Hyundai Motor Company has completed South Korea’s first domestic highway journey with an autonomously navigated semi-trailer truck – appropriately covering a route used by group logistics specialist Glovis.

The Xcient truck drove approximately 40km (25 miles) on the highway between Uiwang and Incheon, carrying a large semi-trailer simulating cargo transportation.

The automaker said autonomous navigation of heavy duty trucks is a leading innovation that will transform the trade logistics industry and is also expected to reduce the number of large road accidents that occur on busy roads each year due to human error.

“This successful demonstration proves that innovative autonomous driving technology can be used to transform the industry,” said Maik Ziegler, head of commercial vehicle R&D strategy.

“At this stage, a human driver is still used to control the vehicle manually in certain situations, but I think we will achieve level 4 automation soon as we are constantly upgrading our technological capability.”

The demonstration truck had a maximum load capacity of 40 tons and was semi-equipped with a Society of Automotive Engineers (SAE) standard Level 3 autonomous driving system, enabling it to steer, accelerate or decelerate, and manoeuvre through traffic without human input. A human driver was aboard to take over manual control when required. 

The vehicle was equipped with innovative technology features, which enabled it to maintain and change lanes during the natural flow of traffic, detect lane changes made by vehicles in front of it, navigate through tunnels, and perform a complete halt or accelerate according to road traffic.

For the demonstration the Ministry of Land, Infrastructure and Transport (MOLIT) issued a temporary autonomous driving licence for the first time to a heavy-duty truck. Hyundai Motor, in cooperation with Hyundai Glovis, used the opportunity to test the application of autonomous driving for use in logistics.

The test route is Hyundai Glovis’s parts transportation most frequently travelled section for vehicles heading to Incheon port. The truck successfully completed the journey, travelling the 40km in an hour, keeping to the expressway speed limit of 90km/h.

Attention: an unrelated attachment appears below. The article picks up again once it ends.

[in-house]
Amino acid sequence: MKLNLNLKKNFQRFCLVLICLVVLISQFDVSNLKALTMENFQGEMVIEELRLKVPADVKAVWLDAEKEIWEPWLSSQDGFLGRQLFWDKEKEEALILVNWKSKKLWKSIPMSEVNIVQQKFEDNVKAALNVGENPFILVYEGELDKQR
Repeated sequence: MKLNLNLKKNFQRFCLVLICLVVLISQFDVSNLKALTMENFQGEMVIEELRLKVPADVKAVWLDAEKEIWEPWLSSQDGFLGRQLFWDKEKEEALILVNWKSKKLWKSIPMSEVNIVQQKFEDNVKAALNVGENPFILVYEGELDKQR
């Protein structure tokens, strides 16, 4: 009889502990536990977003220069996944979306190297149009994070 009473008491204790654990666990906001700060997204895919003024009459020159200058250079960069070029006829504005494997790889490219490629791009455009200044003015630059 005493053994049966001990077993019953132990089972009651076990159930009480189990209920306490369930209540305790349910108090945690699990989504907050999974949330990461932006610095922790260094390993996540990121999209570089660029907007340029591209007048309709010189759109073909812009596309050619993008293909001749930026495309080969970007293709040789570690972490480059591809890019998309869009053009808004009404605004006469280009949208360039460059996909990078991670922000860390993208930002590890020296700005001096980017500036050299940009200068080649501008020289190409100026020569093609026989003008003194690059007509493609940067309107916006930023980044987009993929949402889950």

Hyundai Motor is planning to undertake further autonomous navigation technology tests in future in a variety of areas like Busan.

The semi-trailer truck is approximately 3.5 times longer, 1.4 times wider, and 9.2 times heavier (empty) than the average compact sedan and this requires an advanced and detailed autonomous navigation system. Additional sensors optimised for heavy-duty trucks included hitch angle and trailer rear radar sensors.

Ten different sensors were used, including three front and side-rear cameras, two frontal and rear radars, three Lidars in the front and sides, and a hitch angle sensor in the trailer coupler which computes the change in angle between the truck and trailer in real-time, allowing the truck to be safely stabilized upon sharp turns.

The data collected by each sensor collaborates with the HD map and sends information to the electronic control module for localisation. The module makes accurate decisions for each situation, controlling the speed, steering, and breaking accordingly.

A new steering control system (MAHS for Motor Assist Hydraulic Steering) developed by Hyundai Mobis was also implemented, providing a precise steering mechanism that controls the steering angle depending on the decision made by the electronic control unit. This minimises the effort required to steer the vehicle, reducing driver fatigue. 

Autonomous trucks maximise efficiency by maintaining the most efficient speed and velocity, reducing fuel costs, which make up one third of long distance delivery costs, and thereby lowering the vehicles’ carbon footprint.

“Sang-Sok Suh, head of strategy & planning at Hyundai Glovis, said: “The company will be a leader in adopting future mobility technology like autonomous driving for the trade logistics industry.”

Hyundai is currently investing in truck platooning technology that will enable this process to continue with autonomous vehicles which it plans to complete by 2020s. 

Korean National Police Agency traffic accident statistics show trucks are involved in 10.8% of accidents each year, second to private vehicles at 53%. Also, the potential threat of a severe accident is relatively higher when a truck is involved in a collision, with a fatality rate of 3.7% versus 1.9% non-truck involved accidents.